The annual out-of-pocket maximum for all types of cost-sharing for in-network provider will be about $6,500 for a self-only plan and $13,000 for a non-self-only plan in 2014; that amount will be adjusted each year. There are no limits on out-of-network cost-sharing.

Thus, neurologists need to be aware that some patients who are newly insured through the exchange may not be able to afford the treatments they need. “It may be that someone's picking the bronze plan because that's all they can afford, which means they are going to have trouble meeting that big out-of-pocket responsibility,” Dr. Kaufman said.

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Neurology practices that already have long waits for appointments may be challenged to accommodate newly insured patients who need services. Evans, who serves on the executive committee of Business and Research Administrators In Neurology Society, encourages practices to consider adjusting their business model to increase patient access to services and operate more efficiently.

Texas Neurology has hired 10 nurse practitioners and physician assistants to increase the number of patient visits the practice can handle. After a neurologist has examined the patient and diagnostic testing is complete, the mid-level practitioner can assume responsibility for monitoring the patient's progress during treatment, educating the patient about the disease process, and coaching the patient to comply with treatment regimens.

“There's a big concern that there is a limited-access issue in neurology,” he said. “This has been the biggest evolution that we have done in our organization to be considerate of access needs out there.”

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The 2010 reform law sought to make coverage available through two mechanisms: Medicaid expansion and health insurance exchanges. In 2012, the Supreme Court ruled that states do not have to expand their Medicaid programs, and some may choose not to do so. For that reason, some states will see a greater increase in insurance coverage than others.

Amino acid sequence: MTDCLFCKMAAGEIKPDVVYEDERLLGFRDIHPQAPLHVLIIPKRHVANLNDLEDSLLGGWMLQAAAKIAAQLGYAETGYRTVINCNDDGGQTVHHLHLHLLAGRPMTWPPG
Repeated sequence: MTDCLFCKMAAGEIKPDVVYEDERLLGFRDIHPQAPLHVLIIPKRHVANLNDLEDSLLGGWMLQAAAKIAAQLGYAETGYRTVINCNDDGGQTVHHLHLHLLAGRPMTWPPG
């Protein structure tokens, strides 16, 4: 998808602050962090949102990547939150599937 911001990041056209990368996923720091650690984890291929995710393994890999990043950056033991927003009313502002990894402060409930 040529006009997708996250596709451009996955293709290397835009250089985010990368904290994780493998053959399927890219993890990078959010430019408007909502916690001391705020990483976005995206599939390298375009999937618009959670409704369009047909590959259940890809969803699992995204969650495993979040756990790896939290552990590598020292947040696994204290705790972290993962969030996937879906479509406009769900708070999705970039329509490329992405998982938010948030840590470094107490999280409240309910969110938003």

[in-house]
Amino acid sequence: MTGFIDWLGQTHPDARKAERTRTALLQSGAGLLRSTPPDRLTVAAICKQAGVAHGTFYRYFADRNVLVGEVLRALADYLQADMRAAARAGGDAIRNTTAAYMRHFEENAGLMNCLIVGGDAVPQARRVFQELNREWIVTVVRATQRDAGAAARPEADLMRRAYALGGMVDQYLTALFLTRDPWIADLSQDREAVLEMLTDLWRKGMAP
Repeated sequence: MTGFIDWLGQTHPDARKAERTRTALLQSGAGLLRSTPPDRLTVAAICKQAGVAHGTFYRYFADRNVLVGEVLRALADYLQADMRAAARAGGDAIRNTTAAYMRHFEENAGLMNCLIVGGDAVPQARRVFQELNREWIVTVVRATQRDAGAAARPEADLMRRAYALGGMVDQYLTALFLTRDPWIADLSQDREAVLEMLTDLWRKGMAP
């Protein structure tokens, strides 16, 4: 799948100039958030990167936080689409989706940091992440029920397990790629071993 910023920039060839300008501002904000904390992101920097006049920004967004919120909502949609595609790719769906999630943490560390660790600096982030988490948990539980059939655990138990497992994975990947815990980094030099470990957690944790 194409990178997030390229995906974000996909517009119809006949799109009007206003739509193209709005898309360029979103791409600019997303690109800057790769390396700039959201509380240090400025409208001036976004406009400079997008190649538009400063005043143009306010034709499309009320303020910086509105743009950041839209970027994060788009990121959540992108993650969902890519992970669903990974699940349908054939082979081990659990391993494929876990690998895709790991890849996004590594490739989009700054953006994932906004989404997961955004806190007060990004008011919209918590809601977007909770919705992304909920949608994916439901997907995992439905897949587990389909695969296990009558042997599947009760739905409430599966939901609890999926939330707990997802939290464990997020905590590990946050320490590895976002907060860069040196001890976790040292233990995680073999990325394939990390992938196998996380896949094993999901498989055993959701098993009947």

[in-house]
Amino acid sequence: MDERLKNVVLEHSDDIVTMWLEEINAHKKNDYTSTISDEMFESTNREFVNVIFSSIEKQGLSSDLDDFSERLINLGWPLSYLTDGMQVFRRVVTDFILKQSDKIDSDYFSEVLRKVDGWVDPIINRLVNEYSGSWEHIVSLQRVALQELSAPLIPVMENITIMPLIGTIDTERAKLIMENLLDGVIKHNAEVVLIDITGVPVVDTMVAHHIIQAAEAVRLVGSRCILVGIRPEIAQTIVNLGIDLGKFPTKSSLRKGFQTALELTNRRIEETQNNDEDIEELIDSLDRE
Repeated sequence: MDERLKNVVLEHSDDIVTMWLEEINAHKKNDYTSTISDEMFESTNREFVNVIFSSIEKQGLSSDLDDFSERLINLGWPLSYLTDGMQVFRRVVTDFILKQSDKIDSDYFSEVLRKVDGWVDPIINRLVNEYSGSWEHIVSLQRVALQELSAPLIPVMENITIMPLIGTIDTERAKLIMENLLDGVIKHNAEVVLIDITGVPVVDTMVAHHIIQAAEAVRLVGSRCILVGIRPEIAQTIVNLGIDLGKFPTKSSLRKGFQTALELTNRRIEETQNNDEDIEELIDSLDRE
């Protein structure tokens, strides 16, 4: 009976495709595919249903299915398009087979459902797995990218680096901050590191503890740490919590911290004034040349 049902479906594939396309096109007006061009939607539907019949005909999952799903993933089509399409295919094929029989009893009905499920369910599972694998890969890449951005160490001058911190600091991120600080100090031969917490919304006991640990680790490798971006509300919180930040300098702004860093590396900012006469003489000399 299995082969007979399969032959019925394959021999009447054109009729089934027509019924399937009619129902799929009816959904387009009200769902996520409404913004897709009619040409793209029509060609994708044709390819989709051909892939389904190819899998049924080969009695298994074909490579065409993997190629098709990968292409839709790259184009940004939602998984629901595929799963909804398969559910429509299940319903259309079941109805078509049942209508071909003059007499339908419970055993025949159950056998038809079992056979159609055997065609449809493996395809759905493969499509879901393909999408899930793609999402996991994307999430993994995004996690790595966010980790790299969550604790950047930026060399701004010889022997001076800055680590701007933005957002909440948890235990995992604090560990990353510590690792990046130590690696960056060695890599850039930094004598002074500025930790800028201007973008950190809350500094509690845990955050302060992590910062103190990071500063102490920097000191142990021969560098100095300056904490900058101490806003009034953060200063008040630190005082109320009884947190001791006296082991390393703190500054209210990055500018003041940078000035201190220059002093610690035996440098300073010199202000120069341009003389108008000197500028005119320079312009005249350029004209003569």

“When the exchange population is combined with the ACA's new Medicaid beneficiaries, the result is a distinctly different customer base for the health sector,” according to a white paper published by the PwC [PricewaterhouseCoopers] Health Research Institute.

They will be relatively young — median age of 33 — and report being in good health, according the PwC's analysis. The majority will be white, and about 20 percent will speak Spanish or another language other than English at home. Although nearly 60 percent of adults who buy insurance through the exchanges will be employed full-time, nearly 90 percent will receive subsidies in 2014.

Roughly three-quarters will not hold a college degree, compared with nearly 60 percent of the private insurance market currently.

The newly insured patients are unlikely to overwhelm the health care system or substantially increase health care spending after they gain coverage, PwC forecasts. However, they will be unfamiliar with how insurance works and require more assistance navigating the healthcare system than most current patients do.

—Lola Butcher

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  • Ambulatory patient services
  • Emergency services
  • Hospitalization
  • Maternity and newborn care
  • Mental health and substance use disorder services, including behavioral health treatment
  • Prescription drugs
  • Rehabilitative and habilitative services and devices
  • Laboratory services
  • Preventive and wellness services and chronic disease management
  • Pediatric services, including oral and vision care

For more on the essential health benefits, see

—Lola Butcher

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• CMS Center for Consumer Information & Insurance Exchanges:
    • National Association of Counties:
      • Kaiser-Permanente: A Guide to Health Insurance Exchanges:
        Neurology Today collection on health reform and policy:
          ©2013 American Academy of Neurology